Demons on a Highwire: Life with Bipolar Depression by Lila Girdwood

I carry the word bipolar with me. Memories of long anxious nights spent in hospital beds linger in my mind. For a time, lithium held me steady. I rarely felt manic and started to believe the sickness had passed. Then something broke.
Three years ago, my husband, one-year-old son and I moved into a new home. The house was built in the early fifties, in a neighborhood full of old oak trees and stately colonials. The house fit our needs, but it didn't quite fit me. The crisp, clean walls and elegant gardens contrasted with my preference for casual housekeeping and comfortable clothes. I was out of place in my own home.
One day, as I played with my one-year-old son in his new yellow room, it felt like we were being watched. An apparition revealed herself to my nervous mind. She presented herself as a successful housewife of the 1950's, a television mom from a fictional era.
As I unpacked boxes, the deity whispered in my ear, "You should be an excellent housewife and a most attentive mother." In my irrational state, I grasped tightly to these words. Psychosis slithered its way into my mind.
I soon found myself frantically trying to live up to unrealistic standards. I scrubbed my kitchen cabinets with fervor, and polished my bathroom faucets until they glistened. Against my natural inclinations, I began dressing the part of a "proper" mom, ordering clothes from a conservative catalog. A piece of me watched in bewilderment, saddened at this new transformation.
My days were obsessive and anxiety-ridden, while my nights were filled with freeing seascapes. Dreams in which I forgot my husband's name overwhelmed me as I wandered down coastlines, alone and content. In the sea green waters I waded, immersed in beauty. As I swam with elegant, shining fish, I felt purely at peace. Here, in this other world, I was my true self.
I woke from these dreams in a panic. How could I possibly maintain my role as a dutiful wife and mother when this spiritual sea was sucking me in? The mind reeled. My two extreme selves tugged at each other. The clash between my waking life and my dream world became disabling. Panic overtook me.
Then one night, as anxiety electrified every bit of my body, I burst. I felt a cool ray of light permeate my skin. I met bliss, and completely detached from the earthly world. I felt an angel surrounding me. In my mind, I asked her what to do. "You need to leave your family," I heard her distant voice say. This deity was omnipotent, her wisdom resounding deep beneath my skin. In my mystical state, I believed her, despite the deep love I felt for my husband and son.
The following day I was greatly distracted, and struggled to care for my child. Throughout the day I felt an electric charge course through my spine. My skin was cold and my palms were soaked with sweat. That night, I spoke with my husband and uneasily told him my experience. I could see the apprehension on his face. His attempts at reassurance seemed fear-laden and oppressive. My angel laughed. "You don't really love him," she mocked. In a flight of nerves, I detached myself once again.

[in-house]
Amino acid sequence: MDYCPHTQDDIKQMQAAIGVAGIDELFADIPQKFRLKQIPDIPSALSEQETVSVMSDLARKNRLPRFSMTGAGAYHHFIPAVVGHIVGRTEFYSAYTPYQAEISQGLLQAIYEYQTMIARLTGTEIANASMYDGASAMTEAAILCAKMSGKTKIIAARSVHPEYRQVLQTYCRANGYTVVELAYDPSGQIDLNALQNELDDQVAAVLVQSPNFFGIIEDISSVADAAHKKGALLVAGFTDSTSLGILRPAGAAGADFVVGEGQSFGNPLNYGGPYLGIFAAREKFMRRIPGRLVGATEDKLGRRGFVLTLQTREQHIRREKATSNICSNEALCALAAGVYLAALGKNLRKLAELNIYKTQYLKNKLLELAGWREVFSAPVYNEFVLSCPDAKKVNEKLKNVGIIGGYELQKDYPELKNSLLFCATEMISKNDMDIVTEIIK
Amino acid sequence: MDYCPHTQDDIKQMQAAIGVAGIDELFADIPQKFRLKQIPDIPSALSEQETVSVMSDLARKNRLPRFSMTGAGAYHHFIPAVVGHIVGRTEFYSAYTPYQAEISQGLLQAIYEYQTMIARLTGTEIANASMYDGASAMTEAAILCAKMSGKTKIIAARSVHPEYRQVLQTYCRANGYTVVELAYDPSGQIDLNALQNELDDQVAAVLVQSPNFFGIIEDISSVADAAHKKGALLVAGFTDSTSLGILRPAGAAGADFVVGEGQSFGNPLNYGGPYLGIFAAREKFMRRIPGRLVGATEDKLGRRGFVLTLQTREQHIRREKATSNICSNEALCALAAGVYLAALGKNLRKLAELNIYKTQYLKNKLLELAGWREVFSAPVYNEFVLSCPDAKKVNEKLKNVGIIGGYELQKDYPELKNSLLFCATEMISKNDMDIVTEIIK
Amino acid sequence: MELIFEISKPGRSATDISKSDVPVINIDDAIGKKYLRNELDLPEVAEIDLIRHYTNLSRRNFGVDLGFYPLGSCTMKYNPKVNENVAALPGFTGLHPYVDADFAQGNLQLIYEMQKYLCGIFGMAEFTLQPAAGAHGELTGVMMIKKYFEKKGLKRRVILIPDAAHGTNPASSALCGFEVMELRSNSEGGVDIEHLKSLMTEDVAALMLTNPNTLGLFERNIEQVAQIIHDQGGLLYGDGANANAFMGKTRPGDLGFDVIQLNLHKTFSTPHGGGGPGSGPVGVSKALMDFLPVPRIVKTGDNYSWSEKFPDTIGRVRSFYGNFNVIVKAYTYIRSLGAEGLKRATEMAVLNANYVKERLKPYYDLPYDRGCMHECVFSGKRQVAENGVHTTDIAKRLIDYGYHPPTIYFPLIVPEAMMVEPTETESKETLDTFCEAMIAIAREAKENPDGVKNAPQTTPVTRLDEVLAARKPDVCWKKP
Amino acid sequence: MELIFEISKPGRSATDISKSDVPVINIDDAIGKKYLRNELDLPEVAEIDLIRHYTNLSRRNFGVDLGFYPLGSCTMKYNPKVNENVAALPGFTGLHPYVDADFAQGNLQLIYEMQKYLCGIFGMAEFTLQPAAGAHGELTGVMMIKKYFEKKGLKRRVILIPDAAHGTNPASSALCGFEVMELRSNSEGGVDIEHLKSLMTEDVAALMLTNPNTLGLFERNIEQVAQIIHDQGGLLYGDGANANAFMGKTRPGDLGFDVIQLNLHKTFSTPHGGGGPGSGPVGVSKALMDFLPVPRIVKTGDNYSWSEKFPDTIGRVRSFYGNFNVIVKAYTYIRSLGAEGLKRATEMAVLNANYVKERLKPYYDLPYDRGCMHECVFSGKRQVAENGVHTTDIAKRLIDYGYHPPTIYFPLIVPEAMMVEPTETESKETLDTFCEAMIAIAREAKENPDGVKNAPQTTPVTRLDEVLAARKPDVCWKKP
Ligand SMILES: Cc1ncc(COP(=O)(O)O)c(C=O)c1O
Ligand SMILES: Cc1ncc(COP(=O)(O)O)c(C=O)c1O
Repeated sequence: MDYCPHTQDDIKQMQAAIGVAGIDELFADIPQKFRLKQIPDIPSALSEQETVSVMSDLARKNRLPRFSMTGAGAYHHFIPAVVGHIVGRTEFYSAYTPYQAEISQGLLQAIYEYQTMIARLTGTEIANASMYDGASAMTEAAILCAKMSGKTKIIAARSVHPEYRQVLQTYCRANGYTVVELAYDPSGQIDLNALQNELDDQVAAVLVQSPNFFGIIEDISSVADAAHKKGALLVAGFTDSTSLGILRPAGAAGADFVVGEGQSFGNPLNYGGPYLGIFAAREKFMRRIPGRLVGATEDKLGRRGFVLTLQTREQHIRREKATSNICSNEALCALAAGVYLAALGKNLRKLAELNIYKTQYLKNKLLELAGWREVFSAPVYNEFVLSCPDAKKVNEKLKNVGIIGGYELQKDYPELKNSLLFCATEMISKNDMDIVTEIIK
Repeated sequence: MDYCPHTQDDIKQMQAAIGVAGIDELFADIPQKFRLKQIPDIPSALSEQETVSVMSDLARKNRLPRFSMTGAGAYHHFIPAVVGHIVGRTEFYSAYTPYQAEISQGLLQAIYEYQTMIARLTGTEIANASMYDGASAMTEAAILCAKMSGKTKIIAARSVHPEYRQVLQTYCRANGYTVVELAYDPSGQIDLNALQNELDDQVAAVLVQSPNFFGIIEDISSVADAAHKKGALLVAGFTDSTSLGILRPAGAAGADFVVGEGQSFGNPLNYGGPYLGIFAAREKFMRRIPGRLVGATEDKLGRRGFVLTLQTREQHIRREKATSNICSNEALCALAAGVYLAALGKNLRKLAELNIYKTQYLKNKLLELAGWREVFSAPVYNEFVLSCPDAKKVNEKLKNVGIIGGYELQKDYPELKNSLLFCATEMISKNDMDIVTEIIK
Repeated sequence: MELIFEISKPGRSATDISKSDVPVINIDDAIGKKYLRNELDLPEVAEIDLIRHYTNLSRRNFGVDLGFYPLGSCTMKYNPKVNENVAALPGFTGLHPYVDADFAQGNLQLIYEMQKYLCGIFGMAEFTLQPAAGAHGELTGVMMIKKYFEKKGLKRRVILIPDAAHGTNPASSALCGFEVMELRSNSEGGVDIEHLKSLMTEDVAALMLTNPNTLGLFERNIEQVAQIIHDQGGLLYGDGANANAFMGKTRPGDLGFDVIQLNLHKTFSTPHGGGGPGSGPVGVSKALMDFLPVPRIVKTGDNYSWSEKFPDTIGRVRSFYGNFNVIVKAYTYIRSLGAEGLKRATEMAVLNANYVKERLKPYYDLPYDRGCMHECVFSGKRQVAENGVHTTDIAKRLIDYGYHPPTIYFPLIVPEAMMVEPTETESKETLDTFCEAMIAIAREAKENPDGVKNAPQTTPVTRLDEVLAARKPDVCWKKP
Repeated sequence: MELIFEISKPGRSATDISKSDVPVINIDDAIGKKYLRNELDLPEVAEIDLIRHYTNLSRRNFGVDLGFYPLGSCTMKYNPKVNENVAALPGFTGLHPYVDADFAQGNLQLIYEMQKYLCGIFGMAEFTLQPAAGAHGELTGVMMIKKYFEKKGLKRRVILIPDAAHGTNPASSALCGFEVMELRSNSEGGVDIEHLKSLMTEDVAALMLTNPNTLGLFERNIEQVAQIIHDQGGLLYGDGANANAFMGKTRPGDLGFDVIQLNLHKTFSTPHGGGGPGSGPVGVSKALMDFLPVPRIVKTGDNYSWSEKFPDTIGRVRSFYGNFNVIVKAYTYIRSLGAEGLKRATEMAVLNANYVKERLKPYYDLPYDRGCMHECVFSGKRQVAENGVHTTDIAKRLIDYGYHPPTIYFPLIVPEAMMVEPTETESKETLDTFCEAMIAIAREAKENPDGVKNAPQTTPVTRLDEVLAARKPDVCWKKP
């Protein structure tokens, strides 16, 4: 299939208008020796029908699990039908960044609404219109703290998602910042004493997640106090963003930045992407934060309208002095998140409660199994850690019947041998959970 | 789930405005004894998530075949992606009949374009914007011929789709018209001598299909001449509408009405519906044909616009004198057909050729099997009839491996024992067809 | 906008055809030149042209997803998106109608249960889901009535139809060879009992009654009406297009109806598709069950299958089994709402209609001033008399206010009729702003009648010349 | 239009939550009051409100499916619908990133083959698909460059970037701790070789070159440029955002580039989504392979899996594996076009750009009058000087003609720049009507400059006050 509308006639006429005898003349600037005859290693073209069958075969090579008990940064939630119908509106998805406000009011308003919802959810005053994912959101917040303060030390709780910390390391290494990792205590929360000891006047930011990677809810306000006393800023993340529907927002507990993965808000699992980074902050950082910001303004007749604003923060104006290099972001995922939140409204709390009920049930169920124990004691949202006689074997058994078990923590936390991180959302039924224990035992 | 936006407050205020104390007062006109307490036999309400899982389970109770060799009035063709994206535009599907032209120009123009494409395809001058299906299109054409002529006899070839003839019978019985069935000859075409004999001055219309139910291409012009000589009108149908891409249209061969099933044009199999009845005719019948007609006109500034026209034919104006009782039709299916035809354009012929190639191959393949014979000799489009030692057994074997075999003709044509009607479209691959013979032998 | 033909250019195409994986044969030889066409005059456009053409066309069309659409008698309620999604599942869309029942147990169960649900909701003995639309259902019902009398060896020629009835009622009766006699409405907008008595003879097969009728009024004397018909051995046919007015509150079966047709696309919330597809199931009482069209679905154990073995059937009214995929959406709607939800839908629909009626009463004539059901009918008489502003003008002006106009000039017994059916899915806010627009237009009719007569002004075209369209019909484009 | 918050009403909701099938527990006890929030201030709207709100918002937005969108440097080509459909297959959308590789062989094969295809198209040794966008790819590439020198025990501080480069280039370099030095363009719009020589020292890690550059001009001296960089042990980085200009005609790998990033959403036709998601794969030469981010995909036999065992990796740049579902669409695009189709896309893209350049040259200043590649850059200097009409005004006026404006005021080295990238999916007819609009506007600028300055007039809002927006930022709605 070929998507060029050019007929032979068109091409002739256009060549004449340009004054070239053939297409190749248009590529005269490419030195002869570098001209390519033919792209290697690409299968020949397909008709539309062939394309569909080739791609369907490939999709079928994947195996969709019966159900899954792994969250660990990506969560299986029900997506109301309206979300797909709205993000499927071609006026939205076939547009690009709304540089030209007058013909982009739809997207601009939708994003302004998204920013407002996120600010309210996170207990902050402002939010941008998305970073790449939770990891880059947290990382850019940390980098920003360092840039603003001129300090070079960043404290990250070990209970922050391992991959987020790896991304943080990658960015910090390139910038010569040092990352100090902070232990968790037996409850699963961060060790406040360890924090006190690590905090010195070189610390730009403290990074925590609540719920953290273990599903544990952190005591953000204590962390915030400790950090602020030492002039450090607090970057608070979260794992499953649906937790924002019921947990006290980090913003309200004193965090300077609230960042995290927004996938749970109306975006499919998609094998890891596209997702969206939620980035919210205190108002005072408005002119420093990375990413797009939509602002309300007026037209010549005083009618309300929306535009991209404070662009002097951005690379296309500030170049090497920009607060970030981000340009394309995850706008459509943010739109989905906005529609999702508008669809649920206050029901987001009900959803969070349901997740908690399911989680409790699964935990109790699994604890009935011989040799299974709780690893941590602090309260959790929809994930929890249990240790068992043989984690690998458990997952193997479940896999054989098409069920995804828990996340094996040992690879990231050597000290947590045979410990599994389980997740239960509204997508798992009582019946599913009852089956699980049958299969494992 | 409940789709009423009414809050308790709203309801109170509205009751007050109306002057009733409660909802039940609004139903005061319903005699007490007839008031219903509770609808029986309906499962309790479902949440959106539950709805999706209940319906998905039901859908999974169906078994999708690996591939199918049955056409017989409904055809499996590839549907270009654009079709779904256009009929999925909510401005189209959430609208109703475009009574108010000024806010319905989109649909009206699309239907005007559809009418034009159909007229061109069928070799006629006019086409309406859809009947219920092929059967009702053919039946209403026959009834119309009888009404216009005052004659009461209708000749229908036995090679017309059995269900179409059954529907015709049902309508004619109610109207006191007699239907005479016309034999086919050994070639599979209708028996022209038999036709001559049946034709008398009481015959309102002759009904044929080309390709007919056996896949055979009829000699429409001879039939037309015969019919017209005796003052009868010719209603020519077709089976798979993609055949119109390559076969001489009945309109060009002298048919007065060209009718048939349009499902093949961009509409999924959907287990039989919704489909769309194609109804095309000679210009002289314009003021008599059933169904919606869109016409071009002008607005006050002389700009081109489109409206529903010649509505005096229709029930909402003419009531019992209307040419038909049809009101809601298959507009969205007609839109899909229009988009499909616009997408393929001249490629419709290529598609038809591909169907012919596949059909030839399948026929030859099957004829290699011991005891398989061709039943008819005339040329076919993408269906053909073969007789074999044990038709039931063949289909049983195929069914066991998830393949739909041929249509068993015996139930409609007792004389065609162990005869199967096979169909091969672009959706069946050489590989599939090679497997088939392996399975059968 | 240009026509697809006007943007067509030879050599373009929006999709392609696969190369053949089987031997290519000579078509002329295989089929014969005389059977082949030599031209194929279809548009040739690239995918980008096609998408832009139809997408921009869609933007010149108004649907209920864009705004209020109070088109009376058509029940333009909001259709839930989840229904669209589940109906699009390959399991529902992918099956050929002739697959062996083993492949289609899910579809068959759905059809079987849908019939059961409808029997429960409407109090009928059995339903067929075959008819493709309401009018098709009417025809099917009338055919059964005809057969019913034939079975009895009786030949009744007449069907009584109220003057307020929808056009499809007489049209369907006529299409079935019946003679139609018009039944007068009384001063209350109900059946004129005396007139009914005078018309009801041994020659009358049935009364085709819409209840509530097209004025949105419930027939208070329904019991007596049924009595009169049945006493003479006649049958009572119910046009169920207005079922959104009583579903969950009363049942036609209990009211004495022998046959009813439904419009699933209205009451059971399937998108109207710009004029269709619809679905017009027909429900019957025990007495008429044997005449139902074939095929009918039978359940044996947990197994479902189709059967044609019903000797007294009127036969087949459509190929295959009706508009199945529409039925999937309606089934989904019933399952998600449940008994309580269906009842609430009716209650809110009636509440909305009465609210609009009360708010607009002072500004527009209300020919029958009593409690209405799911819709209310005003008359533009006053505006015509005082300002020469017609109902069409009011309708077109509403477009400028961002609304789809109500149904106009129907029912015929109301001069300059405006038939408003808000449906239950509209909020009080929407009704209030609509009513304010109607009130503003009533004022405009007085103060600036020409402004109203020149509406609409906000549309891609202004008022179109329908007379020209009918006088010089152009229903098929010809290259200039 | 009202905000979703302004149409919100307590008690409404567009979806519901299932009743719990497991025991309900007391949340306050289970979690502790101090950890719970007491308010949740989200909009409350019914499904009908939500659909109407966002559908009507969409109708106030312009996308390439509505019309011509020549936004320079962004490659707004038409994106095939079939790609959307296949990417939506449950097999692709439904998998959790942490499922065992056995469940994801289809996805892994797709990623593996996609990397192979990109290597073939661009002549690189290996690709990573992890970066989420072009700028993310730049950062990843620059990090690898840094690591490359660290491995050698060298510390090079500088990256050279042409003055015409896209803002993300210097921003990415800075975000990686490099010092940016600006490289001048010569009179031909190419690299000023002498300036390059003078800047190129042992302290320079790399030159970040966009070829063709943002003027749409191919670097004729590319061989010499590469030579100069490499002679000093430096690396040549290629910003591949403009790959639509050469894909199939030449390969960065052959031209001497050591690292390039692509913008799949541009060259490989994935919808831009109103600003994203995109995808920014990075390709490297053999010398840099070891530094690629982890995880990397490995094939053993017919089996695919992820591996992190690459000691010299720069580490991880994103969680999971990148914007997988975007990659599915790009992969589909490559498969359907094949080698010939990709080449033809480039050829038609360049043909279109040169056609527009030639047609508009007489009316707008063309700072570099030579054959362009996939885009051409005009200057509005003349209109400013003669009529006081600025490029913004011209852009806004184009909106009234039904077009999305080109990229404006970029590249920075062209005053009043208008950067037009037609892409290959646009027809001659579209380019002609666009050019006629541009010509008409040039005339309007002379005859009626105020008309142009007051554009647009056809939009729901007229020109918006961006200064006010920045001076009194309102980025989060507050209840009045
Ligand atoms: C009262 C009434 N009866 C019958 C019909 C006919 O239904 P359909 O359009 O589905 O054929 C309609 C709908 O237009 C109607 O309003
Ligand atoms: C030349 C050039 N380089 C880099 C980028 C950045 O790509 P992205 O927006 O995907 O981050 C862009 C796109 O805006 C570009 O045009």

As the angel taunted me, a piece of my true self sat deep within, calm and centered. This piece knew that leaving my family was not the answer. She also knew that I desperately needed help. I placed a call to my therapist.
Strained and exhausted, I told her my story. My thoughts were like liquid, so elusive they were difficult to explain. I didn't dare tell her that I suspected hearing the voice of God the night before, but I did tell her that I was confused and anxious. And I described the unnerving sensations I had experienced.
She was concerned. Her words of comfort felt heavy. My angel laughed as she told me this lady was naïve and out of touch. My skin began to feel cool as I began to float. This woman, whom I had trusted so deeply, was now very far away.
Still in desperate search of relief, I went to my psychiatrist. As a man of science he didn't see demons. He saw that I was sick. Pulling out his prescription pad, he rattled off some enchanted names: Depakote, Atavan, Zyprexa. They had such power. I smiled wearily. That night I took the pills.
Weeks passed and I resumed my day-to-day life. I stayed at home and cared for my son the best I could while waiting for the medications to take effect. I was tired and weak during the day, and revved with anxious energy at night. Obsessive rituals returned. Counting and tapping, as I did as a child, I protected my family, warding off demons with a religious fervor. Life remained unstable. I returned to my therapist.
Once again I described my mystical experiences to her. This time she said, "Lila, you sound psychotic." "Psychotic?" I asked. The word echoed in my head. Somehow I liked the solidity of it. Psychosis. She had given me a name for the demons. A treatable name. I felt a little better.
As the months passed, I began to improve. I scheduled a sitter each week, relieving myself of full-time mom status. I lowered my standards as a homemaker and found ways to relax around my husband and enjoy him for who he really was.
Some days now, I feel like I'm walking on a highwire, balancing a big pole across a thin line. At the ends of the pole sit my demons, playfully jostling each side, attempting to throw me off. I've learned to tend to these celestial beings. I take my angel on long walks and let her sit on my shoulder as I write. My homemaker ghost helps me sweep up the kitchen and bake my son his birthday cake. I've tamed my beasts by giving them names. I've become an elegant master of the highwire.